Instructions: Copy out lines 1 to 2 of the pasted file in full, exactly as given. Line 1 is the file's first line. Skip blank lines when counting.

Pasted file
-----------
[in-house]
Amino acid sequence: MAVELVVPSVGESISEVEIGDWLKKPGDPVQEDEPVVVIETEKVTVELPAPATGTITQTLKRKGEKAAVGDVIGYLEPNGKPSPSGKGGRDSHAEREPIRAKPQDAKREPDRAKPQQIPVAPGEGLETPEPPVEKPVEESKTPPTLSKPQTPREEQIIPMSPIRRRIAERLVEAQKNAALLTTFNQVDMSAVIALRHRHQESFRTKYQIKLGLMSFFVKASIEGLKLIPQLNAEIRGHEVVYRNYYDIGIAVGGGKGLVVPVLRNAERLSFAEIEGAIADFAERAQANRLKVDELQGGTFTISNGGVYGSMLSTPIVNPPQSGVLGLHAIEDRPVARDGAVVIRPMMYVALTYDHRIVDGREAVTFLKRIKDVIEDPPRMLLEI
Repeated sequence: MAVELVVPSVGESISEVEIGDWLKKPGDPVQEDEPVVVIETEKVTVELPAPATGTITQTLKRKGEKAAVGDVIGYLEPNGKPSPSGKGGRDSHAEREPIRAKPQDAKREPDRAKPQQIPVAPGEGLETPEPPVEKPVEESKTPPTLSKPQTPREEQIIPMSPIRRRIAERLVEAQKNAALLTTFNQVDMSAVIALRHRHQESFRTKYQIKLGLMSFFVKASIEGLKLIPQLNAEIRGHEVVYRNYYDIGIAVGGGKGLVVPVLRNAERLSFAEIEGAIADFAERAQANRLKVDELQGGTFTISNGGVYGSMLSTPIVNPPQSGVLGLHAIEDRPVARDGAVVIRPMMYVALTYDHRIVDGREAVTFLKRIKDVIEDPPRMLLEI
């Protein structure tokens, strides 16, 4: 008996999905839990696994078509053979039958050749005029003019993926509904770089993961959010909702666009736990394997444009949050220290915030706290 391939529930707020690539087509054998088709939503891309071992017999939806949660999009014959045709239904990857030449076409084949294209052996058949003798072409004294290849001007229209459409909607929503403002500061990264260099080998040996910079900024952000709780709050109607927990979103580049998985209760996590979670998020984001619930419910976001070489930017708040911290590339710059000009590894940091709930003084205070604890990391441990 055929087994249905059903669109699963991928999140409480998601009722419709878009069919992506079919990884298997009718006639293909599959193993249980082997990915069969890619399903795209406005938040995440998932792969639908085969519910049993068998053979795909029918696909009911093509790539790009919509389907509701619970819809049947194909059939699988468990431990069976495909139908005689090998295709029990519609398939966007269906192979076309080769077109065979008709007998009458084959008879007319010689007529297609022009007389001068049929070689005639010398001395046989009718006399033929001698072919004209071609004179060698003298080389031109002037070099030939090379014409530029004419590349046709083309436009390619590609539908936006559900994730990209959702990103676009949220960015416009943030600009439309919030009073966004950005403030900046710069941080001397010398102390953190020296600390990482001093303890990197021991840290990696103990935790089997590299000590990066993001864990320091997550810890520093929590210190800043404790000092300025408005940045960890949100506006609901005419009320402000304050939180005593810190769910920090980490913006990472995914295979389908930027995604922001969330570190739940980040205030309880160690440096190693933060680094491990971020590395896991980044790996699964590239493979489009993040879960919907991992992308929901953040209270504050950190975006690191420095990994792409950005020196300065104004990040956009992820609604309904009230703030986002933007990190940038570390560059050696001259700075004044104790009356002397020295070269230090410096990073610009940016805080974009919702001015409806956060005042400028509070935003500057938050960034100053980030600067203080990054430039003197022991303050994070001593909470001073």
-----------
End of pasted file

[in-house]
Amino acid sequence: MAVELVVPSVGESISEVEIGDWLKKPGDPVQEDEPVVVIETEKVTVELPAPATGTITQTLKRKGEKAAVGDVIGYLEPNGKPSPSGKGGRDSHAEREPIRAKPQDAKREPDRAKPQQIPVAPGEGLETPEPPVEKPVEESKTPPTLSKPQTPREEQIIPMSPIRRRIAERLVEAQKNAALLTTFNQVDMSAVIALRHRHQESFRTKYQIKLGLMSFFVKASIEGLKLIPQLNAEIRGHEVVYRNYYDIGIAVGGGKGLVVPVLRNAERLSFAEIEGAIADFAERAQANRLKVDELQGGTFTISNGGVYGSMLSTPIVNPPQSGVLGLHAIEDRPVARDGAVVIRPMMYVALTYDHRIVDGREAVTFLKRIKDVIEDPPRMLLEI